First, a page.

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SIX YEARS AGO, Christine Freitas was going through her battle with cancer after being diagnosed with Stage 3/4 melanoma. This week, she recalled the moment when her doctors told her she had cancer.
“It wasn’t easy to hear the words ‘you have cancer’,” said Freitas. “Mentally, physically and emotionally it took its toll on me, my family and closest friends. But I did what I had to do. I battled it with the help of my doctors, who were wonderful and caring and, today I’m free of the disease. I’m a cancer survivor. There was a time when someone was told they had cancer, it was considered a death sentence. That’s not the case anymore.”
Next week, Freitas is asking our community to strike back against cancer by supporting and donating to the seventh annual Playing for a Purpose field hockey jamboree.
You can do it two ways. The first way is to attend a pre-jamboree, fund-raiser on Tuesday at Stark Brewing Company, 500 North Commercial St. in Manchester from 6 p.m. to 10 p.m. The fund-raiser will include a silent auction and raffles.
The second way is to attend the jamboree next Saturday at Manchester Memorial from 8 a.m. to 4 p.m. There will be a concession stand, raffles, and a $5 donation bucket toward the fund-raiser.
The highlight of the jamboree occurs at noon when all the players representing 18 teams statewide hold each other’s hands and form a giant circle.
At that time in a powerful moment of unity, each team reads off names of people they’re representing who are or were affected by cancer in their community. Players from every school tell a story about someone in their community who has beaten, is battling or, sadly, has died of cancer.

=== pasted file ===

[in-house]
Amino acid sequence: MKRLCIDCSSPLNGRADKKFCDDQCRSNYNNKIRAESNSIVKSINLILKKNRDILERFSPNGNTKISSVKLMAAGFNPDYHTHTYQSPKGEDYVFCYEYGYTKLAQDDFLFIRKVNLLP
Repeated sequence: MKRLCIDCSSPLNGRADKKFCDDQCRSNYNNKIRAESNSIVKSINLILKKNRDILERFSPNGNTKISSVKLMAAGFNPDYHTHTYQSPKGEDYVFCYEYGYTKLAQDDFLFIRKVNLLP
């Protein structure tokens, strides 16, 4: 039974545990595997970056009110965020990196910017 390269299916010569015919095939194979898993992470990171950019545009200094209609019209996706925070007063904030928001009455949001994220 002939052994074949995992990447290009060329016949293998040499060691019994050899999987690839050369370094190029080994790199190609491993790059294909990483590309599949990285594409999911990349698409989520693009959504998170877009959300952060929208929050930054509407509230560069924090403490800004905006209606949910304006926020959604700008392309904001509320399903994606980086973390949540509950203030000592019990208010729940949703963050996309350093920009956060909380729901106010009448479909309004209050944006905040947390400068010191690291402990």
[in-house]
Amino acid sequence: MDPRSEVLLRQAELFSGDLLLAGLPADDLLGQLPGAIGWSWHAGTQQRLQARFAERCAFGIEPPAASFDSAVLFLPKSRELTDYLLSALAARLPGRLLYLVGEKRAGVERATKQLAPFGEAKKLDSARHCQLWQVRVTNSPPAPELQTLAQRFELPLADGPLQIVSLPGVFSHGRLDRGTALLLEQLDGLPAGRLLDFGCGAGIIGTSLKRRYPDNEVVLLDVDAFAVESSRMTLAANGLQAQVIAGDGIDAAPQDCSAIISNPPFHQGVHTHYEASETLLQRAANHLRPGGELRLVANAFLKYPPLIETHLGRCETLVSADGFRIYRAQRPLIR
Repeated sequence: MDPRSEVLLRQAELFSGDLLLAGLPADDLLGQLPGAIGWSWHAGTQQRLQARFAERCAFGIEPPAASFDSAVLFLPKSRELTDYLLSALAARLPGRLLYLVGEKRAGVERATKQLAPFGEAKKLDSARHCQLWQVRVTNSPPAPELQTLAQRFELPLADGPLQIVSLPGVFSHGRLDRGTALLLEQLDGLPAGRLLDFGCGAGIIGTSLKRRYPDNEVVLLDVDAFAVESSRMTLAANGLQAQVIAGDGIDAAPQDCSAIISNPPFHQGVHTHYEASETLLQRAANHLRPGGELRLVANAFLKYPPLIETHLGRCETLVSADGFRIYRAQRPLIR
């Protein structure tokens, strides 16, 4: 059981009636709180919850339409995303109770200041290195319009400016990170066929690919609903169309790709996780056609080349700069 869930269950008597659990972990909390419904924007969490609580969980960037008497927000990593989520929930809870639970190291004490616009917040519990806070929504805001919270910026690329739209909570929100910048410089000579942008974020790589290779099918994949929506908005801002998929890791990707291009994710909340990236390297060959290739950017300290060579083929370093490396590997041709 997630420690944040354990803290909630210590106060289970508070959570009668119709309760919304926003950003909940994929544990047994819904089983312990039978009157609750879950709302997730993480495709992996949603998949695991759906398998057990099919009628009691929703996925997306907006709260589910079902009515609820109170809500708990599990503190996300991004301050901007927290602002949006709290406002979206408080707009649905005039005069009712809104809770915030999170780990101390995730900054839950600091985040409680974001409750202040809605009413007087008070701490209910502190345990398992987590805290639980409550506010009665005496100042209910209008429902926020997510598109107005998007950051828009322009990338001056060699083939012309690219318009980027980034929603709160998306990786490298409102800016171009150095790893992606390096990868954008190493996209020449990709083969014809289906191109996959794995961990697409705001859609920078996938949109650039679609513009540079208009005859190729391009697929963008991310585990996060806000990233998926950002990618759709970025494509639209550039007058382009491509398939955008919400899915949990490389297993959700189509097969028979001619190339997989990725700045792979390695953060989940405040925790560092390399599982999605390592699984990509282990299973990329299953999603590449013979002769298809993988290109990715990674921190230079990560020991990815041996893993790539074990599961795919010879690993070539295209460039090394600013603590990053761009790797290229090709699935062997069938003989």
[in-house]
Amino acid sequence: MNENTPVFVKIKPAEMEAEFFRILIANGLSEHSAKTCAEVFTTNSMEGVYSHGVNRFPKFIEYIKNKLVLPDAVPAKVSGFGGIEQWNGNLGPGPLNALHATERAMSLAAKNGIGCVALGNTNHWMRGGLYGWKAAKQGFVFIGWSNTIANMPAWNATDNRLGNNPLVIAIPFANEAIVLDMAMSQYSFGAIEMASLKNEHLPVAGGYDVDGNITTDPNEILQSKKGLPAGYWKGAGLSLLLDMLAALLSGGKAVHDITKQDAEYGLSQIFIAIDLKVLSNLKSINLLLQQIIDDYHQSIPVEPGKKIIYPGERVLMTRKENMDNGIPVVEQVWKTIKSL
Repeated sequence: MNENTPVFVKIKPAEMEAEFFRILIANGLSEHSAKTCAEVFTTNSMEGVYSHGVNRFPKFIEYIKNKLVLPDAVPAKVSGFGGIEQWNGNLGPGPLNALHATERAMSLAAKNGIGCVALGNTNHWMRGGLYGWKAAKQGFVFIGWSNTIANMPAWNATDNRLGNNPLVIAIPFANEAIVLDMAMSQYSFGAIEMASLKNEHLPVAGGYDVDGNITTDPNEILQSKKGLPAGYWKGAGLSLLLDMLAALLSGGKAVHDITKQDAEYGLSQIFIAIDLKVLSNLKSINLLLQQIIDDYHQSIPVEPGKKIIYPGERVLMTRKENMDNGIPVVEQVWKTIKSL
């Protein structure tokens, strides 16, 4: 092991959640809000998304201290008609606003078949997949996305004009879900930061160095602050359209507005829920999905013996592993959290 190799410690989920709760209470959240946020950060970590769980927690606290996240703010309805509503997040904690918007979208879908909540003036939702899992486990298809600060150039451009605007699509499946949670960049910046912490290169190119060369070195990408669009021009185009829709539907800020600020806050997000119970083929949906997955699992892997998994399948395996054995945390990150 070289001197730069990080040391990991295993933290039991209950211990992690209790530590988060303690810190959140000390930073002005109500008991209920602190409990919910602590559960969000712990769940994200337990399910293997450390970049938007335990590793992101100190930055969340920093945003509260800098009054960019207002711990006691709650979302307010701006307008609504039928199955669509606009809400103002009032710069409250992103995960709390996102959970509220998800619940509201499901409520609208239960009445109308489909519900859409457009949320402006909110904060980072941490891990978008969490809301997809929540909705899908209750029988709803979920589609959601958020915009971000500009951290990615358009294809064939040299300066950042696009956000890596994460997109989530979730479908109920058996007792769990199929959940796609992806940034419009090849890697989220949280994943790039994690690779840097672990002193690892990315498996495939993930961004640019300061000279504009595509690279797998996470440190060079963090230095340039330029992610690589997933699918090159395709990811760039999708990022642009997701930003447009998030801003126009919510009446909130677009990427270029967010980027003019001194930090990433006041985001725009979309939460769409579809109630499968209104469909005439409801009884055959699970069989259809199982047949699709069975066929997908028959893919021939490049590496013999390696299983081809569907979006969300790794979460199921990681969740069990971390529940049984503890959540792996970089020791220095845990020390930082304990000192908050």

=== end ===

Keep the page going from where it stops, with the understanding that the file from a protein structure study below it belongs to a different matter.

“Visually, it’s a moment to behold,” said Freitas. “You’ve got all the players, from one end zone to the other, holding hands. Tears are shed, some happy, some sad. But it’s a show of unity, our field hockey girls coming together for the same cause.”
Central head coach Bill Larkins said, “my team has participated in the jamboree every year and I’m always impressed to see how tight the field hockey community is. To see our coaches, players and officials unite as one, fighting for a cause to beat cancer, it’s really inspirational.”
In six years, the jamboree has raised $49,000 and the goal this season is to reach $60,000. It can be done with your help. Please take a few minutes of your time to help this great cause and support our field hockey teams who are sticking it to cancer. Proceeds will go to the Dartmouth-Hitchcock Norris Cotton Cancer Center for patient services and cancer research.
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SOMEONE at Trinity High needs to talk to John Trisciani about getting the football numbers back up. Trisciani is a football icon in this city, a great coach, well respected across the state as well.
He was the one who resurrected Trinity’s program a decade ago, getting over 60 kids to play for the Pioneers, who at the time were in jeopardy of losing their program. Currently Trinity has 26 players on its roster, a shaky number for director of athletics Chip Polak or anyone associated with Trinity to bank their hopes on fielding a varsity team next season. The wise and best move now is to call Trisciani.